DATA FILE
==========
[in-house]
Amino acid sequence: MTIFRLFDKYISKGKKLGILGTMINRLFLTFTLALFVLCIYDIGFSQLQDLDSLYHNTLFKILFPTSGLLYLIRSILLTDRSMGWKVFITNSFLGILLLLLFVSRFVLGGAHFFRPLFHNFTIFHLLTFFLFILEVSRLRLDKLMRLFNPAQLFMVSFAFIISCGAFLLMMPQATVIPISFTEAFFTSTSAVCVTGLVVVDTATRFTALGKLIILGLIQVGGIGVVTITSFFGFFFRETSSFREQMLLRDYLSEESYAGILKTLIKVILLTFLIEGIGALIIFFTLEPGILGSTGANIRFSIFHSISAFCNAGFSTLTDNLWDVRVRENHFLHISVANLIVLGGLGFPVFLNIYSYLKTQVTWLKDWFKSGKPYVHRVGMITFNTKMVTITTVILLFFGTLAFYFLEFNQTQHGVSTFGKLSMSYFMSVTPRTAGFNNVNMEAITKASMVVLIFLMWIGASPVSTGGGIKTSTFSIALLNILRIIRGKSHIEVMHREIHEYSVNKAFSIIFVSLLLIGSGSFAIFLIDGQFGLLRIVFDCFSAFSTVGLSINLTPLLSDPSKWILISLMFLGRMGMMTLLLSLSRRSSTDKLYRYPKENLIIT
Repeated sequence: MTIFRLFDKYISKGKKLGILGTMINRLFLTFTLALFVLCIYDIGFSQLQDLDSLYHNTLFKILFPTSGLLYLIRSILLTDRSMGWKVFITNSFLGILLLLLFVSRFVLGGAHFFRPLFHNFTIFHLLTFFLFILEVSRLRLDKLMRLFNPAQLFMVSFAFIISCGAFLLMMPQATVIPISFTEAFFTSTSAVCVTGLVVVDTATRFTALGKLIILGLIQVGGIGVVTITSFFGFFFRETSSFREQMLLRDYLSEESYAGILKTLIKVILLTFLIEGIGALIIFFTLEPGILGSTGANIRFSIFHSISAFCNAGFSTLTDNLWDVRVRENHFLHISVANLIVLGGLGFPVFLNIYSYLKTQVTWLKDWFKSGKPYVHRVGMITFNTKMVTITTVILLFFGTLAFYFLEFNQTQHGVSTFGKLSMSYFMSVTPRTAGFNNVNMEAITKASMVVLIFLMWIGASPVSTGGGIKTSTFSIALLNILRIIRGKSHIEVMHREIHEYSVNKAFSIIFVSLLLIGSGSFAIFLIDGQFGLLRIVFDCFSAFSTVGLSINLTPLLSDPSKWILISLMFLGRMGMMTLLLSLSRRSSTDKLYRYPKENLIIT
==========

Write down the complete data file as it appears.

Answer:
[in-house]
Amino acid sequence: MTIFRLFDKYISKGKKLGILGTMINRLFLTFTLALFVLCIYDIGFSQLQDLDSLYHNTLFKILFPTSGLLYLIRSILLTDRSMGWKVFITNSFLGILLLLLFVSRFVLGGAHFFRPLFHNFTIFHLLTFFLFILEVSRLRLDKLMRLFNPAQLFMVSFAFIISCGAFLLMMPQATVIPISFTEAFFTSTSAVCVTGLVVVDTATRFTALGKLIILGLIQVGGIGVVTITSFFGFFFRETSSFREQMLLRDYLSEESYAGILKTLIKVILLTFLIEGIGALIIFFTLEPGILGSTGANIRFSIFHSISAFCNAGFSTLTDNLWDVRVRENHFLHISVANLIVLGGLGFPVFLNIYSYLKTQVTWLKDWFKSGKPYVHRVGMITFNTKMVTITTVILLFFGTLAFYFLEFNQTQHGVSTFGKLSMSYFMSVTPRTAGFNNVNMEAITKASMVVLIFLMWIGASPVSTGGGIKTSTFSIALLNILRIIRGKSHIEVMHREIHEYSVNKAFSIIFVSLLLIGSGSFAIFLIDGQFGLLRIVFDCFSAFSTVGLSINLTPLLSDPSKWILISLMFLGRMGMMTLLLSLSRRSSTDKLYRYPKENLIIT
Repeated sequence: MTIFRLFDKYISKGKKLGILGTMINRLFLTFTLALFVLCIYDIGFSQLQDLDSLYHNTLFKILFPTSGLLYLIRSILLTDRSMGWKVFITNSFLGILLLLLFVSRFVLGGAHFFRPLFHNFTIFHLLTFFLFILEVSRLRLDKLMRLFNPAQLFMVSFAFIISCGAFLLMMPQATVIPISFTEAFFTSTSAVCVTGLVVVDTATRFTALGKLIILGLIQVGGIGVVTITSFFGFFFRETSSFREQMLLRDYLSEESYAGILKTLIKVILLTFLIEGIGALIIFFTLEPGILGSTGANIRFSIFHSISAFCNAGFSTLTDNLWDVRVRENHFLHISVANLIVLGGLGFPVFLNIYSYLKTQVTWLKDWFKSGKPYVHRVGMITFNTKMVTITTVILLFFGTLAFYFLEFNQTQHGVSTFGKLSMSYFMSVTPRTAGFNNVNMEAITKASMVVLIFLMWIGASPVSTGGGIKTSTFSIALLNILRIIRGKSHIEVMHREIHEYSVNKAFSIIFVSLLLIGSGSFAIFLIDGQFGLLRIVFDCFSAFSTVGLSINLTPLLSDPSKWILISLMFLGRMGMMTLLLSLSRRSSTDKLYRYPKENLIIT